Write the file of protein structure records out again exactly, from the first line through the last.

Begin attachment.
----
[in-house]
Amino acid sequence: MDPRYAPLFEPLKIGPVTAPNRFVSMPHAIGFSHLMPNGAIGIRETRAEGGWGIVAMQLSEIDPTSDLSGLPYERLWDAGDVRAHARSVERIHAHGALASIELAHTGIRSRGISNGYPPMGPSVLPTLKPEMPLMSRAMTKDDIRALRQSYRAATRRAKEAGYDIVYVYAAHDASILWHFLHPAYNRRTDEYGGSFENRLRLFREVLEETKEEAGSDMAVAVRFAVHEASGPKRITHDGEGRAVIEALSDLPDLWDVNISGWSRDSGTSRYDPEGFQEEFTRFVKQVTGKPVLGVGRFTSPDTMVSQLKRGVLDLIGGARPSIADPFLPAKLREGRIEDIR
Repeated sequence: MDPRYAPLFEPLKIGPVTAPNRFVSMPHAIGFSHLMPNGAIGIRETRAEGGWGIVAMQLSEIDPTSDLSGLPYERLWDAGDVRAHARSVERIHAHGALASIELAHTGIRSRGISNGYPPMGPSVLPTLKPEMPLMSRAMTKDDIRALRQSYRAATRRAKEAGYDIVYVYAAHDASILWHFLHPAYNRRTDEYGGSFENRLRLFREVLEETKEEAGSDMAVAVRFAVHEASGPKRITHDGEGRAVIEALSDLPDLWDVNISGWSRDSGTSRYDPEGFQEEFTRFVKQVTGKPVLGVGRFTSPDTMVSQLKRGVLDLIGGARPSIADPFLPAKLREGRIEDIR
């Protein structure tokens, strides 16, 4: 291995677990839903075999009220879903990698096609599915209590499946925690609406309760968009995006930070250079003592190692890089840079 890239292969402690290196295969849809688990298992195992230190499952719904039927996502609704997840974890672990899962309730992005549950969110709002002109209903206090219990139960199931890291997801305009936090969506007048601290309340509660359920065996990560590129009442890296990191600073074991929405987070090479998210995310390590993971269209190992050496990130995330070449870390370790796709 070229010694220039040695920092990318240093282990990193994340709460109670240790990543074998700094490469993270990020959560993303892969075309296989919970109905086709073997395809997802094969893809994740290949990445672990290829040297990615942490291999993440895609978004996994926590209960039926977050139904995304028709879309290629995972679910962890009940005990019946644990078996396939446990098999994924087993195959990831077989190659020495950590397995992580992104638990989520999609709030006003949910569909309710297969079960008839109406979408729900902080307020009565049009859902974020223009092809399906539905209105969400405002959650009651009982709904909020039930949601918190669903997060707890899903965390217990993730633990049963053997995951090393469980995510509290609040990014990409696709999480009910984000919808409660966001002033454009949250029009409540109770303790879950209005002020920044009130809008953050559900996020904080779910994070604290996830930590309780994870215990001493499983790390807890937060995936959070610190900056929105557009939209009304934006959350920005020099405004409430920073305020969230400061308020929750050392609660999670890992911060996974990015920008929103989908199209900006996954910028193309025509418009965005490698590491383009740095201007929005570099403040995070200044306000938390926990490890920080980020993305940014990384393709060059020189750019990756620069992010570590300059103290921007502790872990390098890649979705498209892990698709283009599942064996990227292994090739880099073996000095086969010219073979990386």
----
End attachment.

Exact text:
[in-house]
Amino acid sequence: MDPRYAPLFEPLKIGPVTAPNRFVSMPHAIGFSHLMPNGAIGIRETRAEGGWGIVAMQLSEIDPTSDLSGLPYERLWDAGDVRAHARSVERIHAHGALASIELAHTGIRSRGISNGYPPMGPSVLPTLKPEMPLMSRAMTKDDIRALRQSYRAATRRAKEAGYDIVYVYAAHDASILWHFLHPAYNRRTDEYGGSFENRLRLFREVLEETKEEAGSDMAVAVRFAVHEASGPKRITHDGEGRAVIEALSDLPDLWDVNISGWSRDSGTSRYDPEGFQEEFTRFVKQVTGKPVLGVGRFTSPDTMVSQLKRGVLDLIGGARPSIADPFLPAKLREGRIEDIR
Repeated sequence: MDPRYAPLFEPLKIGPVTAPNRFVSMPHAIGFSHLMPNGAIGIRETRAEGGWGIVAMQLSEIDPTSDLSGLPYERLWDAGDVRAHARSVERIHAHGALASIELAHTGIRSRGISNGYPPMGPSVLPTLKPEMPLMSRAMTKDDIRALRQSYRAATRRAKEAGYDIVYVYAAHDASILWHFLHPAYNRRTDEYGGSFENRLRLFREVLEETKEEAGSDMAVAVRFAVHEASGPKRITHDGEGRAVIEALSDLPDLWDVNISGWSRDSGTSRYDPEGFQEEFTRFVKQVTGKPVLGVGRFTSPDTMVSQLKRGVLDLIGGARPSIADPFLPAKLREGRIEDIR
């Protein structure tokens, strides 16, 4: 291995677990839903075999009220879903990698096609599915209590499946925690609406309760968009995006930070250079003592190692890089840079 890239292969402690290196295969849809688990298992195992230190499952719904039927996502609704997840974890672990899962309730992005549950969110709002002109209903206090219990139960199931890291997801305009936090969506007048601290309340509660359920065996990560590129009442890296990191600073074991929405987070090479998210995310390590993971269209190992050496990130995330070449870390370790796709 070229010694220039040695920092990318240093282990990193994340709460109670240790990543074998700094490469993270990020959560993303892969075309296989919970109905086709073997395809997802094969893809994740290949990445672990290829040297990615942490291999993440895609978004996994926590209960039926977050139904995304028709879309290629995972679910962890009940005990019946644990078996396939446990098999994924087993195959990831077989190659020495950590397995992580992104638990989520999609709030006003949910569909309710297969079960008839109406979408729900902080307020009565049009859902974020223009092809399906539905209105969400405002959650009651009982709904909020039930949601918190669903997060707890899903965390217990993730633990049963053997995951090393469980995510509290609040990014990409696709999480009910984000919808409660966001002033454009949250029009409540109770303790879950209005002020920044009130809008953050559900996020904080779910994070604290996830930590309780994870215990001493499983790390807890937060995936959070610190900056929105557009939209009304934006959350920005020099405004409430920073305020969230400061308020929750050392609660999670890992911060996974990015920008929103989908199209900006996954910028193309025509418009965005490698590491383009740095201007929005570099403040995070200044306000938390926990490890920080980020993305940014990384393709060059020189750019990756620069992010570590300059103290921007502790872990390098890649979705498209892990698709283009599942064996990227292994090739880099073996000095086969010219073979990386």